Why does my boiler keep losing pressure?

Is your boiler losing pressure? You are not alone!

MS Cookers and Boilers most common cause of call outs is constant low pressure in boilers.

In this blog we are going to talk you through some of the possible causes behind a boiler losing pressure. 

What is a sealed system? 

Combi boiler loosing pressure

A  sealed system is different from a vented heating system. Sealed is where the central heating system is topped up via a header tank in the loft. A sealed system is one that requires filling up from the mains by the use of a filling loop or link. A cold system should be set to anywhere between 1-1.5 bar of pressure. It may be best to check the manufacturer’s instructions before attempting this yourselves. All combi boilers and system boilers are sealed systems.

Once pressurised  (been filled to 1-1.5 bar), if any water or air escapes from the heating system this will cause the pressure to drop. Some boilers have a low pressure switch, that will then cause the boiler to lock-out. Sometimes your boiler will show a fault code if the pressure drops below 0.5bar. If this happens you can be left with no heating or hot water. 

Why is my Boiler Losing Pressure?

If your boiler is losing pressure, chances are it is one of the following issues

There is a leak somewhere on your heating system

leaking radiator valves

There is an issue with the Expansion vessel (flat or ruptured)

The PRV (pressure relief valve) is passing 

There is a leak in the main heat exchanger of the boiler

Is there a Leak on my heating system?

To determine if you have a leak in your heating system you will need to go around the system and inspect all the pipework and valves. Focusing your attention to the radiator valves and the valves underneath the boiler. My advice would be to try this with the heating off at first. Just run your dry finger round the nut of each joint. Even the slightest leak can be the issue here. Any trace of water found in this way could be the issue. Once you have inspected the system in its cold state, I would then recommend running the heating. And then trying again. Be careful at this point as the pipes get hot!

Once the leak has been identified then you can get it fixed. You can either do it yourself or call in the professionals. Just remember, if you are doing it yourself and have drained the system add some inhibitor before refilling the system.

Is my expansion vessel at fault?

As water is heated up it expands, and the same is true for the water in your heating system. The expanded water needs somewhere to go. This is where your expansion vessel comes in. An expansion vessel is a large metal chamber, connected directly to the heating system with a rubber balloon full of air in the middle. The balloon in the middle is pre-charged to around 1 bar of pressure. Over time the balloon in the middle will lose its charge. If the balloon has lost it’s charge you will find yourself having to top up the pressure more frequently. 

When the expansion vessel loses charge the expanding water has nowhere to go, causing the pressure gauge to rise. Once the pressure in the system reaches 3.5 bar, the PRV safety valve ( pressure relief valve) will discharge until the boiler is at a safe level again. Usually, if this has happened, the boiler will be at zero pressure and the boiler will not work due to the low pressure cut off.  If you suspect this is happening, check the PRV pipe from the broiler and follow it to where it terminates outside (usually straight out the wall under the boiler and then angled back towards the wall). If you ever notice water coming out of this pipe, even if it’s just a drip. This indicates you have a problem and will require a Gas Safe engineer to investigate.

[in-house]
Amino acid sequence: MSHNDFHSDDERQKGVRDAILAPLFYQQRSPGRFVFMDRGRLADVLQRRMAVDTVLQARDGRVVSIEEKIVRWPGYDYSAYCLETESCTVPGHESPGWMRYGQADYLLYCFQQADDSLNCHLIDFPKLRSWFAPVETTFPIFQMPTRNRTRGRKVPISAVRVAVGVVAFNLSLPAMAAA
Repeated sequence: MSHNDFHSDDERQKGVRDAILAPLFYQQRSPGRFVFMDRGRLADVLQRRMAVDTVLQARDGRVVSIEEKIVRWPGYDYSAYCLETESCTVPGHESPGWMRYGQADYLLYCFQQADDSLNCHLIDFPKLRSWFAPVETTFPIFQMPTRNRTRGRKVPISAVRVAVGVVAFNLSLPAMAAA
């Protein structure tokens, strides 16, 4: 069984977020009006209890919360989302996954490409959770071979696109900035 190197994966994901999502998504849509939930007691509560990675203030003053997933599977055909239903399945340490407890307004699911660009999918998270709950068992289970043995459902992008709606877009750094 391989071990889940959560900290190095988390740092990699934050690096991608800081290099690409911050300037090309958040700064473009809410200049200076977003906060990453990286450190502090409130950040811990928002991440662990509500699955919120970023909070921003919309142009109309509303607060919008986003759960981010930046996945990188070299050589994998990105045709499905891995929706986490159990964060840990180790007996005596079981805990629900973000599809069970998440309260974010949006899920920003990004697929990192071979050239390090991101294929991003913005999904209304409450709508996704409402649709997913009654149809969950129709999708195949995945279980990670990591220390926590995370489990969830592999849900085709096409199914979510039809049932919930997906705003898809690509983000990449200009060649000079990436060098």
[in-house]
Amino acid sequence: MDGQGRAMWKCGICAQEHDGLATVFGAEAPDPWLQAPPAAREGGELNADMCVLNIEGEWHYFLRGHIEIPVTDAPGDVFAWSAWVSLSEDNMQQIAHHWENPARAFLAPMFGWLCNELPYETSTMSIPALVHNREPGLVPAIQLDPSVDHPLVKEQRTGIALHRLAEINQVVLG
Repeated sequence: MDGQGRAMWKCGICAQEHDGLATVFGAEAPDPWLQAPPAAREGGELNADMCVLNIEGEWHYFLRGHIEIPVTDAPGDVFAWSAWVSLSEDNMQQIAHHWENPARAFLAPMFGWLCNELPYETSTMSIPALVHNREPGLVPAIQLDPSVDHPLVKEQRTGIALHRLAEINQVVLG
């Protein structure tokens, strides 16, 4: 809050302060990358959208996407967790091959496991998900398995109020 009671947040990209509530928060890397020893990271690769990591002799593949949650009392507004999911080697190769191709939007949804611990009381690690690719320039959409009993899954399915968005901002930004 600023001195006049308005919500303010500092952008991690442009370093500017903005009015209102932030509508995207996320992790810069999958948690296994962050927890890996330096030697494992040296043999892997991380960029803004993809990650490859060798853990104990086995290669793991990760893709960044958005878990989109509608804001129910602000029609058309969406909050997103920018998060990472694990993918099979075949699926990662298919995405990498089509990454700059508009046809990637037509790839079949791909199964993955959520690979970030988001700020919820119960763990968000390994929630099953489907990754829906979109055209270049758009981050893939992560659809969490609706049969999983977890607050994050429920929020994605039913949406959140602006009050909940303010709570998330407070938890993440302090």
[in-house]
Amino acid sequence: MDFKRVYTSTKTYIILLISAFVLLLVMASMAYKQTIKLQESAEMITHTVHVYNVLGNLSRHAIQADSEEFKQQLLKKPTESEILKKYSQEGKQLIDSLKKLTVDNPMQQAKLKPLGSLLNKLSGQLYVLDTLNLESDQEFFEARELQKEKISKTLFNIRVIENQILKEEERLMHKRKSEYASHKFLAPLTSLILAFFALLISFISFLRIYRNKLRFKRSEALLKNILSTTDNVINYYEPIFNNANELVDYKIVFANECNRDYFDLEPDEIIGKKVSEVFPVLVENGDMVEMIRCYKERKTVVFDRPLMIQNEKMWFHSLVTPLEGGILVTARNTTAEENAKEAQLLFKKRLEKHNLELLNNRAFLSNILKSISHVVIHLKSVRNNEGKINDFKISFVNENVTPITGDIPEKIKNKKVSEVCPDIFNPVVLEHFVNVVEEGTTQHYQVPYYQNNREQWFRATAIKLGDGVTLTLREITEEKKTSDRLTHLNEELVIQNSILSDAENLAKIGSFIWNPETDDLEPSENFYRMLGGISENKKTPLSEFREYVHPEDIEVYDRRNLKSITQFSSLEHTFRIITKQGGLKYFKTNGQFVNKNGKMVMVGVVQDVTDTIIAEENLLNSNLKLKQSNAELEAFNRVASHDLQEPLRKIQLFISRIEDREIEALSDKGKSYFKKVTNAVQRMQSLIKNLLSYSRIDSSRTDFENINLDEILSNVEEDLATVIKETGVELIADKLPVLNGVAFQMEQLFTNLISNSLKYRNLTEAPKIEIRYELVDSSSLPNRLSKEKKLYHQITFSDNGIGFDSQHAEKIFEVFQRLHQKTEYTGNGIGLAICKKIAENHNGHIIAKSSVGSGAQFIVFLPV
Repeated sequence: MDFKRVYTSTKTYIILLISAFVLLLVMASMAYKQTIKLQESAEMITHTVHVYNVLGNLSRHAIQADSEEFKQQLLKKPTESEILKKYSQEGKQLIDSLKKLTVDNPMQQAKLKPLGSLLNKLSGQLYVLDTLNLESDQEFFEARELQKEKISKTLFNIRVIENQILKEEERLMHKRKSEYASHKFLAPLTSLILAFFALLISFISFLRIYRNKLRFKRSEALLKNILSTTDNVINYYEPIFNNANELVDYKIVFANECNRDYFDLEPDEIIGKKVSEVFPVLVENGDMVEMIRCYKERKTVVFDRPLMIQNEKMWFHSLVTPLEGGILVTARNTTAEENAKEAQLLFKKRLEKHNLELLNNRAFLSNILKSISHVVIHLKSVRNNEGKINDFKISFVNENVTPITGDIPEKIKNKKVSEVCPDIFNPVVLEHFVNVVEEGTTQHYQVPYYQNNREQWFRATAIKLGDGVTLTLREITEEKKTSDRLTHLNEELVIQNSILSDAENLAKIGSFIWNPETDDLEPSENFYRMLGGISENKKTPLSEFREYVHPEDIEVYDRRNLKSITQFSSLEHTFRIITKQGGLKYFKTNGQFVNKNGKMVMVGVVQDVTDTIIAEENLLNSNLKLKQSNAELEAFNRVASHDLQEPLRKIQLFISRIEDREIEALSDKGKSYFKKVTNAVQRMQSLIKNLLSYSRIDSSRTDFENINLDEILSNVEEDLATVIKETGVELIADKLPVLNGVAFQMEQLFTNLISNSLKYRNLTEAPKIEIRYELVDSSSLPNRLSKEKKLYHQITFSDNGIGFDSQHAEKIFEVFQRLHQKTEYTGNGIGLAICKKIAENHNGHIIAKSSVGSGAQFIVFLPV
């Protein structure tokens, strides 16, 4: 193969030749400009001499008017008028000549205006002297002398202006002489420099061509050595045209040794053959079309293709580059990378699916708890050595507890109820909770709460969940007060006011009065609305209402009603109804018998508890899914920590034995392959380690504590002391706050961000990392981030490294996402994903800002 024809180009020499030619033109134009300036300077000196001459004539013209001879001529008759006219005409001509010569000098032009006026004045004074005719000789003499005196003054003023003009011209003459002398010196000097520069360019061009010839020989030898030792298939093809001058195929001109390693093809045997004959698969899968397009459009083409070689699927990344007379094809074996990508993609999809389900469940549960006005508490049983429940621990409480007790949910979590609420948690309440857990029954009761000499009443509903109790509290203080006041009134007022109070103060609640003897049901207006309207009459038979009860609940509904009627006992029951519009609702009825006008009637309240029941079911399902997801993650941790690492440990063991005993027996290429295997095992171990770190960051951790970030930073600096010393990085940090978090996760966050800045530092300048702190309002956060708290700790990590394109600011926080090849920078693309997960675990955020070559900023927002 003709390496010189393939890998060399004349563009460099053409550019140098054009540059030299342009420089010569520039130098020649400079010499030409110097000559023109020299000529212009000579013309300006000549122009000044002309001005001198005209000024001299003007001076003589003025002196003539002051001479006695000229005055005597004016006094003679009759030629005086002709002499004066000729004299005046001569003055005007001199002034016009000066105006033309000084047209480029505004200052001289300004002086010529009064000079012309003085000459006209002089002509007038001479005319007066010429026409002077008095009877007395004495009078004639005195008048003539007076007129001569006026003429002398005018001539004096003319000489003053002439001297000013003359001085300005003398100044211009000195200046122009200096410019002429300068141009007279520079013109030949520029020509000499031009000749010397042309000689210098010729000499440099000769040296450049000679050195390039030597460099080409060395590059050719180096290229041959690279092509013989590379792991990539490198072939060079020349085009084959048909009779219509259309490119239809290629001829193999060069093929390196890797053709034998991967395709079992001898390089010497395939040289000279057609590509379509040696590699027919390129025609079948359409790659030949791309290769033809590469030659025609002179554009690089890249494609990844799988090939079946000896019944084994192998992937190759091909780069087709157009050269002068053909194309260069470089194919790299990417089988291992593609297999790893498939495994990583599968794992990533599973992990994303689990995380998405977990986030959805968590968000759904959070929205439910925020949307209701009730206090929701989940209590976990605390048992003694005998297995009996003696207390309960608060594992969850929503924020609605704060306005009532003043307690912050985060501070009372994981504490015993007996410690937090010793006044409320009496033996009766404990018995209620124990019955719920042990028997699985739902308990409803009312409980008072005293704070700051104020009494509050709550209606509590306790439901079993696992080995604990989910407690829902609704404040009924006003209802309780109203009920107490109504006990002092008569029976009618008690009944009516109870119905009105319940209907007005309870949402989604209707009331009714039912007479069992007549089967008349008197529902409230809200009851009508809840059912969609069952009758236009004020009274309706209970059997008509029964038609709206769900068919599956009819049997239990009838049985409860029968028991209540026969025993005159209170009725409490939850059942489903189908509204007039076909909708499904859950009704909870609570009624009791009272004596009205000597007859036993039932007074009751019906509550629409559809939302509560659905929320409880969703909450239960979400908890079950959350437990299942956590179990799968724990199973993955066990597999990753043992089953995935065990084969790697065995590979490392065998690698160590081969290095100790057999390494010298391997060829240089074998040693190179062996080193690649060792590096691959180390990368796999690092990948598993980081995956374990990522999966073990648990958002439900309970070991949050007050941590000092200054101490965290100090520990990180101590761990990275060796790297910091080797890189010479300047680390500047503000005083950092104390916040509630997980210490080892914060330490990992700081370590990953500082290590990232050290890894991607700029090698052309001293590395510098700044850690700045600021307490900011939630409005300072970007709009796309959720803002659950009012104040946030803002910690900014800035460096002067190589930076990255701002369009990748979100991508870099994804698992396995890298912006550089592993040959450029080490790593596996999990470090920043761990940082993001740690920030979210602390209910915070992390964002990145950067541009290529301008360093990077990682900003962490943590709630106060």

What is a PRV?

As talked about above the PRV (Pressure Relief Valve) is a safety device inside the boiler. It is there to relieve the pressure on the system should a fault occur. Once it has been activated it may not go back on to its seating properly to create a watertight seal. This is quite common in systems that contain a lot of sludge/debris. They can block the valve from its seating causing water to pass through it and out  of the boiler through the PRV pipe.

Is there a problem with my Heat Exchanger?

If the heating system is still losing pressure and all the above checks have been carried out. Then the boiler itself will need investigating. If it is a condensing boiler, it could be a problem with the heat exchanger, in which it has ruptured internally. In this case you don’t notice any leaks as the water is being disposed of by the condensate pipe.  If this is the case you should call a Gas Safe registered engineer as it will involve an internal investigation of the boiler. 

The way to prove or disprove this is to isolate the boiler from the electric. Then pressurise your boiler to 2 bars, before isolating the service valves underneath. With the boiler isolated from the rest of the heating system and switched off, you can remove the condensate pipe and run into a bucket. If the condensate pipe is dripping and the pressure is dropping then you have found the fault. 

This should not be attempted by the homeowner. Only use Gas Safe registered engineers. The main heat exchanger is a very costly repair. Most of the time a replacement boiler will be far more cost-effective. 

These are the reasons why your boiler is losing its pressure.

If you would like more information about anything in this article, or are looking at the option of replacing your boiler, click here.

MS Cookers and Boilers Limited can now offer flexible payment options to help spread the cost of new boiler installation,